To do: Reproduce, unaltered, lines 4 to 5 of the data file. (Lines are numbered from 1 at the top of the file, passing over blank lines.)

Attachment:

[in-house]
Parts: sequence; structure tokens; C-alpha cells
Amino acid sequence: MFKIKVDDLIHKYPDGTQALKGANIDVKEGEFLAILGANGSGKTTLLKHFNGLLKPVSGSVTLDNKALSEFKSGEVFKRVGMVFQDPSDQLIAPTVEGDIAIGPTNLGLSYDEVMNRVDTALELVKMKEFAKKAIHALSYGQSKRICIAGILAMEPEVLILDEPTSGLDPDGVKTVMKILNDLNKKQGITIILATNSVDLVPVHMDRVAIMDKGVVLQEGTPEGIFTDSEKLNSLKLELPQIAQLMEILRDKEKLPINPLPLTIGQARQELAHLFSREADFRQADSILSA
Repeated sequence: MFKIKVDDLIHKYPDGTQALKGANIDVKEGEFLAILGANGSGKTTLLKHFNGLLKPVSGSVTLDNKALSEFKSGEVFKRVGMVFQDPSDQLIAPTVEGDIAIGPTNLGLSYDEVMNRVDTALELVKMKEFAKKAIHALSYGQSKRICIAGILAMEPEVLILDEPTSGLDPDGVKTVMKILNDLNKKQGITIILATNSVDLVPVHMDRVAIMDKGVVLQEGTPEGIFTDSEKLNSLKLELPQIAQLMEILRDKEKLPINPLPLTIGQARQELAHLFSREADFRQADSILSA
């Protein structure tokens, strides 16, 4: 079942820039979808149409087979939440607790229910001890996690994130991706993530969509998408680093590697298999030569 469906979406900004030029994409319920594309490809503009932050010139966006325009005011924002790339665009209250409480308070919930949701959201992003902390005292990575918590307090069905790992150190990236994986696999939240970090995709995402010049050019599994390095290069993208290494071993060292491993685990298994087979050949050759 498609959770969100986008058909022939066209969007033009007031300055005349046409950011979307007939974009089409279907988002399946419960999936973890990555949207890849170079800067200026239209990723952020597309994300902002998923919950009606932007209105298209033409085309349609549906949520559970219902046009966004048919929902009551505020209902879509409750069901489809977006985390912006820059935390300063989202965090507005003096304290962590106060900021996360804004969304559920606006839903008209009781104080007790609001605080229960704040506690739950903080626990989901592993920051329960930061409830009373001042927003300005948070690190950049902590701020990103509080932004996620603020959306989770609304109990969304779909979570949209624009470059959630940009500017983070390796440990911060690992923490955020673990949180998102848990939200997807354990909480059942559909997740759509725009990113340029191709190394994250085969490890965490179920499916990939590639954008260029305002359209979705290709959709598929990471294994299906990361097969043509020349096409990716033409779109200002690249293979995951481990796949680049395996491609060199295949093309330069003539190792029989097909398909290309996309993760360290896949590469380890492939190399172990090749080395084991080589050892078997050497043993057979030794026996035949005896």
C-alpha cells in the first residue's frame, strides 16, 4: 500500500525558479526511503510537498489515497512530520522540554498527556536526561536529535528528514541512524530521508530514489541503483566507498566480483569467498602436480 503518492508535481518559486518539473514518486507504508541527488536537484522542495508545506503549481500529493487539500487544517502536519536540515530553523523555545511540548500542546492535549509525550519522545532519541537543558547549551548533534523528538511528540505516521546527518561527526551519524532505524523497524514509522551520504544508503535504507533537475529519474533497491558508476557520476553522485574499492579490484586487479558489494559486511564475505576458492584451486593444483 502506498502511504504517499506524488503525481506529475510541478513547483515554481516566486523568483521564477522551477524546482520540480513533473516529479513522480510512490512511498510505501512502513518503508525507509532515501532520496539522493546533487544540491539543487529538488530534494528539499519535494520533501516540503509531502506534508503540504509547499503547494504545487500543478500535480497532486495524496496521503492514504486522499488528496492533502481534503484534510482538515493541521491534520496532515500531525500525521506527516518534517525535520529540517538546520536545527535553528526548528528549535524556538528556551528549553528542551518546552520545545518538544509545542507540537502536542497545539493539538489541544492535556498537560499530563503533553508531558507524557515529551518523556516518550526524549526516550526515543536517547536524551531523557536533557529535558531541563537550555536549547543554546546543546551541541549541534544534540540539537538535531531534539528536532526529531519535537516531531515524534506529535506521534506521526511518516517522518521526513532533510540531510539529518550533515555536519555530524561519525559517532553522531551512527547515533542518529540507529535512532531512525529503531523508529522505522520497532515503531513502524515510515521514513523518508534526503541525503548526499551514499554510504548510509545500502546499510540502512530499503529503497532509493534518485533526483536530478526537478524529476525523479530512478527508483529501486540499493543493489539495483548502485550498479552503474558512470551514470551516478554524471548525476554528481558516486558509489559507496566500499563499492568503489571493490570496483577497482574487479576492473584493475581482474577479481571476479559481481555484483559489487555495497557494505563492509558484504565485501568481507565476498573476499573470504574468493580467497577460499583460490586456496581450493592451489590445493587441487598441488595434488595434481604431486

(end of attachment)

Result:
Repeated sequence: MFKIKVDDLIHKYPDGTQALKGANIDVKEGEFLAILGANGSGKTTLLKHFNGLLKPVSGSVTLDNKALSEFKSGEVFKRVGMVFQDPSDQLIAPTVEGDIAIGPTNLGLSYDEVMNRVDTALELVKMKEFAKKAIHALSYGQSKRICIAGILAMEPEVLILDEPTSGLDPDGVKTVMKILNDLNKKQGITIILATNSVDLVPVHMDRVAIMDKGVVLQEGTPEGIFTDSEKLNSLKLELPQIAQLMEILRDKEKLPINPLPLTIGQARQELAHLFSREADFRQADSILSA
């Protein structure tokens, strides 16, 4: 079942820039979808149409087979939440607790229910001890996690994130991706993530969509998408680093590697298999030569 469906979406900004030029994409319920594309490809503009932050010139966006325009005011924002790339665009209250409480308070919930949701959201992003902390005292990575918590307090069905790992150190990236994986696999939240970090995709995402010049050019599994390095290069993208290494071993060292491993685990298994087979050949050759 498609959770969100986008058909022939066209969007033009007031300055005349046409950011979307007939974009089409279907988002399946419960999936973890990555949207890849170079800067200026239209990723952020597309994300902002998923919950009606932007209105298209033409085309349609549906949520559970219902046009966004048919929902009551505020209902879509409750069901489809977006985390912006820059935390300063989202965090507005003096304290962590106060900021996360804004969304559920606006839903008209009781104080007790609001605080229960704040506690739950903080626990989901592993920051329960930061409830009373001042927003300005948070690190950049902590701020990103509080932004996620603020959306989770609304109990969304779909979570949209624009470059959630940009500017983070390796440990911060690992923490955020673990949180998102848990939200997807354990909480059942559909997740759509725009990113340029191709190394994250085969490890965490179920499916990939590639954008260029305002359209979705290709959709598929990471294994299906990361097969043509020349096409990716033409779109200002690249293979995951481990796949680049395996491609060199295949093309330069003539190792029989097909398909290309996309993760360290896949590469380890492939190399172990090749080395084991080589050892078997050497043993057979030794026996035949005896």